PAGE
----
Petitioner further seeks to avoid the impact of his continuing dominant position by asserting that the transaction herein was merely a step in a plan to transfer control of the corporate complex to his son. Whatever may be the merits of this assertion in another context, it has no relevance to the instant case. The only actual change in the formal management occurred in 1960 when petitioner's son became president of the three corporations. Petitioner, in his testimony, adverted to a plan for transferring the shares he owned at his death in such a manner that his son would have majority control. Needless to say, any such plan was at all times subject to change until petitioner died and therefore may properly be disregarded. Friend v. United States, 345 F.2d 761 (C.A. 1, 1965); see Neff v. United States, 305 F.2d 455, 458 (Ct.Cl. 1962).

To confine ourselves to petitioner's limited view of the situation would be to exalt illusion over reality. We hold that under all the circumstances of this case there has not been that ‘meaningful change‘ in petitioner's shareholder position which is the ‘indispensable first step‘ to a finding of lack of dividend equivalence. Bradbury v. Commissioner, 298 F.2d 111 (C.A. 1, 1962), affirming a Memorandum Opinion of this Court; Leon R. Meyer, 46 T.C. 65 (1966), on appeal (C.A. 8, June 15, 1966); Ralph L. Humphrey, 39 T.C. 199 (1962).

We see no need to delve into the intricacies of corporate versus shareholder business purpose in applying sec. 302(b)(1), an issue which unfortunately the decided cases have often elaborated but rarely clarified.

We turn to the second main prong of petitioner's position, namely, that the transaction herein was clothed with a corporate business purpose. We recognize that such a purpose may, under certain circumstances, constitute a ‘conspicuous countervailing consideration’ sufficient ‘to dispel the aura of dividend equivalence.’ See Bradbury v. Commissioner, supra at 117. But it is equally true that such a purpose does not per se establish nonequivalence. See Neff v. United States, supra at 457; Charles Swan, supra at 299.

We have made a finding that there was some kind of an agreement requiring a holder to sell his stock if he left the Company for any reason. But we were not enlightened as to the details of the agreement or the extent to which it was applicable to petitioner. In any event, the record shows that some transfers were permissible because petitioner testified that his will contained provisions for a trust of his shares.

Petitioner contends that the transaction herein had as its objectives assurance of Company control over Northport and Gypsum and preservation of Company stock ownership in active Company management. Petitioner's witnesses testified that, when petitioner's father was an active participant in the business, he did nto attempt to take charge of the operation of Northport and Gypsum and that this was inimical to the best interests of the corporate complex. Petitioner further suggests that there was a possibility that he might, in his later years, acquire the vices of his father in this regard. The superficiality of petitioner's blandishments are starkly revealed by the facts herein. Assuming that petitioner might have become a ‘chip off the old block,’ the record indicates that the operating difficulties allegedly created by petitioner's father occurred during the period when there was a lack of common control over the three corporations. During the period 1942 to 1951, petitioner was the president and controlling shareholder of the Company and petitioner's father was the president and controlling shareholder of Northport and Gypsum. In 1951, the essential common control was created by the resignation of petitioner's father as president of Northport and Gypsum and the transfer of his shares in those two corporations to petitioner. From and after that time, the possibility of divisive activity would seem to have disappeared. Even if we ignore (as petitioner does) the leverage of the Company over Northport and Gypsum, arising from the Company's position as a substantial and the principal creditor, common ownership by petitioner of all three corporations assured unity of success or of failure of operations. The 1958 transaction neither enhanced nor lessened this possibility. Indeed, if petitioner's position is sound regarding the consequence of a change from a brother-sister to a parent-subsidiary relationship, a valid business purpose could be imported into every section 304 transaction involving interrelated business operations. We doubt that Congress intended to provide such an extensive safe harbor in enacting that section.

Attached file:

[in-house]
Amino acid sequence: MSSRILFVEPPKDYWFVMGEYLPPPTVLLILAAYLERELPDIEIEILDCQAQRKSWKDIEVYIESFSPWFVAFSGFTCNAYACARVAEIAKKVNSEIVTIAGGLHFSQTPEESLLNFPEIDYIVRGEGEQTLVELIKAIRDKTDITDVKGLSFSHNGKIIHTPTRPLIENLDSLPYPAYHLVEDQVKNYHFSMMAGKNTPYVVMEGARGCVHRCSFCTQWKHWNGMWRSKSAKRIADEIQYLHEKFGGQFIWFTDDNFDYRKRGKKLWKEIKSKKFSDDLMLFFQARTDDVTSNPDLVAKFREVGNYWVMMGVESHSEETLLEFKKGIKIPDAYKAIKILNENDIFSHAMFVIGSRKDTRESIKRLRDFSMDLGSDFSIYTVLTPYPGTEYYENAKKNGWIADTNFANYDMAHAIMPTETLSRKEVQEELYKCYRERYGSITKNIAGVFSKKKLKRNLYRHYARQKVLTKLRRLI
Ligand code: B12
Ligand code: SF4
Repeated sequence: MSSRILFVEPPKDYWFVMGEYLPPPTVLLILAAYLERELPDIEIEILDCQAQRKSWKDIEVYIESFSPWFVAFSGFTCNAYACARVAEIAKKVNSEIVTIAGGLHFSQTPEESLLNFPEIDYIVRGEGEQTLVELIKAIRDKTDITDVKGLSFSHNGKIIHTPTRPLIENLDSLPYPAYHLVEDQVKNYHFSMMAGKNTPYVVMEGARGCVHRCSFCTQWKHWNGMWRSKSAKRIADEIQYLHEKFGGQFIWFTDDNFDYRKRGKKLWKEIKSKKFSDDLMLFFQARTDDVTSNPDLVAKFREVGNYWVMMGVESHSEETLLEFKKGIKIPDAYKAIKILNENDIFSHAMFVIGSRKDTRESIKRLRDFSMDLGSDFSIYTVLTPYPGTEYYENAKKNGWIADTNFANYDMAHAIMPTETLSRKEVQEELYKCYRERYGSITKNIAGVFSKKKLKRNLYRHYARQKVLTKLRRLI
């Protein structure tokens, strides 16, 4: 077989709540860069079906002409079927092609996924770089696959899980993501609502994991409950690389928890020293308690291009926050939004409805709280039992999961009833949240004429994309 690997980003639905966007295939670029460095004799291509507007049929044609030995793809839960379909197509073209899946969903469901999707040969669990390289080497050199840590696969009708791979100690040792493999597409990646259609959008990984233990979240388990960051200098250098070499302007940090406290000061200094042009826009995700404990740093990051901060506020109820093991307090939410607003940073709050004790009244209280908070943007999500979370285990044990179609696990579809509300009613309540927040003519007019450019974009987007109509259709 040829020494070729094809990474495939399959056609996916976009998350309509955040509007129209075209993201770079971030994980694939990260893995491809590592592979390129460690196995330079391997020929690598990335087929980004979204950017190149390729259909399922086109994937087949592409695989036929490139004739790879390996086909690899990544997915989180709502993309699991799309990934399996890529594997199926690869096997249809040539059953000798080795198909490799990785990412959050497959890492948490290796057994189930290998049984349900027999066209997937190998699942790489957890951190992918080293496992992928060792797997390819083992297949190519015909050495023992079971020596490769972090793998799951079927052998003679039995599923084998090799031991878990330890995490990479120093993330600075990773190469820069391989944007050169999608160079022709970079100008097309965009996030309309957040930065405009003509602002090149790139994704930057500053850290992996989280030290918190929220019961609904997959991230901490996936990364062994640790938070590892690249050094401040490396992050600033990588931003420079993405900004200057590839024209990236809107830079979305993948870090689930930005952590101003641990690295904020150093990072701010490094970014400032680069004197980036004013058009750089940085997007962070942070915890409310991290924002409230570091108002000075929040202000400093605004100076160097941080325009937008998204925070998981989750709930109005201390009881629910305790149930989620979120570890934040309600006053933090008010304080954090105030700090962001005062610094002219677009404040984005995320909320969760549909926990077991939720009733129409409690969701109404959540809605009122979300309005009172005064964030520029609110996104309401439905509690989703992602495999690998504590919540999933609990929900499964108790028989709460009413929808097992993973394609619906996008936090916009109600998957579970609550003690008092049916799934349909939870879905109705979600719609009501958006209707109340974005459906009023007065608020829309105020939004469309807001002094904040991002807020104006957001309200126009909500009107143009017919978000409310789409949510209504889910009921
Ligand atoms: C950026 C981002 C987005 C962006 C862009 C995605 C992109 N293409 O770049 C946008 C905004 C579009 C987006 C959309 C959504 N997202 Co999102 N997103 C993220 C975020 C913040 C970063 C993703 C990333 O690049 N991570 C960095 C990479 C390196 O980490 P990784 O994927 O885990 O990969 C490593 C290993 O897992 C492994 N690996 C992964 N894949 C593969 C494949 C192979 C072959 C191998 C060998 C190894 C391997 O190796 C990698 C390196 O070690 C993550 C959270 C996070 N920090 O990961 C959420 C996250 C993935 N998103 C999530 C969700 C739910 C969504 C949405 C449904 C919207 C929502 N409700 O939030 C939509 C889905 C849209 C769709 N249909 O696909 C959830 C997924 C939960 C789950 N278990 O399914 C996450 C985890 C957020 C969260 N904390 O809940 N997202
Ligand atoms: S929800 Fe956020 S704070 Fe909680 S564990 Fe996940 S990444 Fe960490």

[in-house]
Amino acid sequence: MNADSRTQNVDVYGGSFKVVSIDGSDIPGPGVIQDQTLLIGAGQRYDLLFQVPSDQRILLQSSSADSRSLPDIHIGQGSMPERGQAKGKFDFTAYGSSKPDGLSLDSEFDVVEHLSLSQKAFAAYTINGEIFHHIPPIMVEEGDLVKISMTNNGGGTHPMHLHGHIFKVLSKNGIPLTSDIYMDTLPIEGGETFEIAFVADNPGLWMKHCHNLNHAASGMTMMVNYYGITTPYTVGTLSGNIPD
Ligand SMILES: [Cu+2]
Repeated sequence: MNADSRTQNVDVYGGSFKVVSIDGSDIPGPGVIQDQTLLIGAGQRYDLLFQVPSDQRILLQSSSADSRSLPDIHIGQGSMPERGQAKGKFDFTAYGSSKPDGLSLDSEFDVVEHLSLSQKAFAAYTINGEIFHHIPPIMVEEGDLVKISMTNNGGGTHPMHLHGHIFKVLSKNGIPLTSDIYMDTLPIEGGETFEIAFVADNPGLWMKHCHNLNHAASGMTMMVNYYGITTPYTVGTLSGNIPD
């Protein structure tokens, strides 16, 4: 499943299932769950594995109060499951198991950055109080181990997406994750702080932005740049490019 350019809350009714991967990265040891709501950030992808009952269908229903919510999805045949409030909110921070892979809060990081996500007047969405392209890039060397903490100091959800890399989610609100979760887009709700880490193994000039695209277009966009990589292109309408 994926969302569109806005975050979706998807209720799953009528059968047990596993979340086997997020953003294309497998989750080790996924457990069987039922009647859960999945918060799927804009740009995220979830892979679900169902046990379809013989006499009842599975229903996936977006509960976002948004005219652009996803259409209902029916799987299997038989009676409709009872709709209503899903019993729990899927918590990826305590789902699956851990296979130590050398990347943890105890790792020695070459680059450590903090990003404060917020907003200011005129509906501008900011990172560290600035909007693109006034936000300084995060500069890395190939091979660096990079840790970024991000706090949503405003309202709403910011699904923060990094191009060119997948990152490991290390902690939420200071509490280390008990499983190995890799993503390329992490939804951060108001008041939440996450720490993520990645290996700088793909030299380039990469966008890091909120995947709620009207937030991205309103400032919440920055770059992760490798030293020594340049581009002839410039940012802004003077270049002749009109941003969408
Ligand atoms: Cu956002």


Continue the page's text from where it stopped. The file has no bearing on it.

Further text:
Nor are we impressed by petitioner's assertion that the requisite business purpose existed in the alleged goal of preserving ownership of the Company in active management. Such an assertion ignores the cardinal fact that management of a corporation is in the final analysis at the mercy of the shareholders. Even assuming that it was in the best interests of the Company for the majority interest to be retained in petitioner's son or other active in its management, the instant transaction did not accomplish this objective. Petitioner could have transferred a controlling interest in the Company inter vivos or at death to persons outside this circle. Such a transfer would have resulted in the complete loss of control by management over the Company and Northport and Gypsum.11 Under the circumstances, we cannot say that acquisition by the Company of the Northport and Gypsum shares and ‘assisting‘ petitioner to acquire the Company shares owned by the estate of petitioner's father constituted a sufficient ‘conspicuous countervailing consideration.‘ See Bradbury v. Commissioner, supra at 117.